Ipni.org is the international plant names index for gardeners worldwide
The International Plant Names Index - home page
About the Index
The data in the IPNI comes from three sources: the Index Kewensis (IK), the Gray Card Index (GCI) and the Australian Plant Names Index (APNI). Detailed information about these indices is available through the links above. This page summarises basic information about each data source and the procedures followed in merging the records so that the user can understand the origin and the limitations of the combined dataset. For more about the data limitations and the subsequent effects on search results, read our page on understanding the data.
Geographical and historical coverage
Over one million records have come from Index Kewensis. This is global in coverage and lists names from the first edition of Linnaeus's Species Plantarum to those being published now. Basic bibliographic details are included for each name and for later records the year of publication is also included. Until 1971 infraspecific names were not included – while the Gray Index and the Australian Plant Names provide some of the infraspecific names which are lacking in IK but their coverage is not so extensive, so many names below species level are missing from IPNI. The current electronic version of the Index Kewensis was produced by an optical reading process in the mid 1980s. Despite careful checking of the scanned data, many errors were introduced into the Index at this time.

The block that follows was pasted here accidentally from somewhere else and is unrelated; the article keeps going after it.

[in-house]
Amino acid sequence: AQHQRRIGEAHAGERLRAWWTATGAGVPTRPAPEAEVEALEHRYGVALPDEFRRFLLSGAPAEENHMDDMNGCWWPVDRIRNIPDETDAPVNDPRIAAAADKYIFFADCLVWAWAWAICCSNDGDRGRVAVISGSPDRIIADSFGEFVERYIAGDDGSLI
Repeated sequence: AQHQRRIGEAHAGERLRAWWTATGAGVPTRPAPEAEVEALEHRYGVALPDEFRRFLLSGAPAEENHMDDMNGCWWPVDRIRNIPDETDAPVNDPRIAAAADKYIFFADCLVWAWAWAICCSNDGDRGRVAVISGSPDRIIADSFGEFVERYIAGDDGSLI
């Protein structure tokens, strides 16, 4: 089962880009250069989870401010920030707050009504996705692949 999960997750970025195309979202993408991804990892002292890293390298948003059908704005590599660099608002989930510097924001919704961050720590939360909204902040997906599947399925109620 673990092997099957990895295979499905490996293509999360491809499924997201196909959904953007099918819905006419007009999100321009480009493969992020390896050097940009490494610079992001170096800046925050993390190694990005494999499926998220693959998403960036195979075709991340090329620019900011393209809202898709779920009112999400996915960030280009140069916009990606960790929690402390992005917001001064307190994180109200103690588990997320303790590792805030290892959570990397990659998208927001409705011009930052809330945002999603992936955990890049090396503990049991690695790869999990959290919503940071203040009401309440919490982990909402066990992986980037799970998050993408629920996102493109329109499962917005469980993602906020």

Over 350,000 records have come from the Gray Index (originally the Gray Herbarium Card Index) which includes names for New World taxa published on or after January 1886. Basic bibliographic details and date are included for each name and many records include information about types. The data were converted to electronic form in the early 1990s and much time has been invested in their standardization and verification since then. Although most of the citations in the Gray Index are for names also recorded in Index Kewensis, there are many records for New World infraspecific names which are unique to the Gray Index. The duplicate records are also of considerable value since they tend to be more detailed than the equivalent IK record and also because errors in either index can be detected by comparing records for the same name. Furthermore the Gray Index includes many records of typifications subsequent to the time of validation of a name (epi-, lecto- and neo-typifications) which are not duplicated elsewhere.
- Royal Botanic Gardens - KEW
- Richmond Surrey
- United Kingdom of Great Britain and Northern Ireland TW9 3AB